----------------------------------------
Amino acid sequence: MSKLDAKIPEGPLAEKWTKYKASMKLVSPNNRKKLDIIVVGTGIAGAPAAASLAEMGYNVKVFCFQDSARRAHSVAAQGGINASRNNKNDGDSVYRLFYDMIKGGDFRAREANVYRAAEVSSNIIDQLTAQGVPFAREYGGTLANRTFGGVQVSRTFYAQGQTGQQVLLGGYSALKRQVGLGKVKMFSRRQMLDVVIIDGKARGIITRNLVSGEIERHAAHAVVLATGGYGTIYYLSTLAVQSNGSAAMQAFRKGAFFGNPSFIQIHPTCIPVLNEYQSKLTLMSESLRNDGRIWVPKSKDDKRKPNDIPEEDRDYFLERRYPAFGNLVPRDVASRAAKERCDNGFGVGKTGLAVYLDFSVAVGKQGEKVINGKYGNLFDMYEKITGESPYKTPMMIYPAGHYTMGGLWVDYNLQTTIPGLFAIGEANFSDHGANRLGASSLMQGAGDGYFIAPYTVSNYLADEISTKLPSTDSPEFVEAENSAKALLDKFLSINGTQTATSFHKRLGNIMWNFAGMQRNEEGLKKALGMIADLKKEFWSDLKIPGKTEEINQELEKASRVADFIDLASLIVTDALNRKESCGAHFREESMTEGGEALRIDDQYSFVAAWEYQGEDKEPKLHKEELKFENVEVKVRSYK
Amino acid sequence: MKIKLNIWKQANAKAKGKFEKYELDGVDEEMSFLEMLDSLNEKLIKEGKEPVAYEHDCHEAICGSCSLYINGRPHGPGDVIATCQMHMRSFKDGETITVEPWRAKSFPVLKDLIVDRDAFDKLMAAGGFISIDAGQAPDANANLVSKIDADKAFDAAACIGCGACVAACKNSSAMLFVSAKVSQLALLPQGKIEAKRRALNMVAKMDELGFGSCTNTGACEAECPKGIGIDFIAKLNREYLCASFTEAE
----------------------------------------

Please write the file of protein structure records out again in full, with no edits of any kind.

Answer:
Amino acid sequence: MSKLDAKIPEGPLAEKWTKYKASMKLVSPNNRKKLDIIVVGTGIAGAPAAASLAEMGYNVKVFCFQDSARRAHSVAAQGGINASRNNKNDGDSVYRLFYDMIKGGDFRAREANVYRAAEVSSNIIDQLTAQGVPFAREYGGTLANRTFGGVQVSRTFYAQGQTGQQVLLGGYSALKRQVGLGKVKMFSRRQMLDVVIIDGKARGIITRNLVSGEIERHAAHAVVLATGGYGTIYYLSTLAVQSNGSAAMQAFRKGAFFGNPSFIQIHPTCIPVLNEYQSKLTLMSESLRNDGRIWVPKSKDDKRKPNDIPEEDRDYFLERRYPAFGNLVPRDVASRAAKERCDNGFGVGKTGLAVYLDFSVAVGKQGEKVINGKYGNLFDMYEKITGESPYKTPMMIYPAGHYTMGGLWVDYNLQTTIPGLFAIGEANFSDHGANRLGASSLMQGAGDGYFIAPYTVSNYLADEISTKLPSTDSPEFVEAENSAKALLDKFLSINGTQTATSFHKRLGNIMWNFAGMQRNEEGLKKALGMIADLKKEFWSDLKIPGKTEEINQELEKASRVADFIDLASLIVTDALNRKESCGAHFREESMTEGGEALRIDDQYSFVAAWEYQGEDKEPKLHKEELKFENVEVKVRSYK
Amino acid sequence: MKIKLNIWKQANAKAKGKFEKYELDGVDEEMSFLEMLDSLNEKLIKEGKEPVAYEHDCHEAICGSCSLYINGRPHGPGDVIATCQMHMRSFKDGETITVEPWRAKSFPVLKDLIVDRDAFDKLMAAGGFISIDAGQAPDANANLVSKIDADKAFDAAACIGCGACVAACKNSSAMLFVSAKVSQLALLPQGKIEAKRRALNMVAKMDELGFGSCTNTGACEAECPKGIGIDFIAKLNREYLCASFTEAE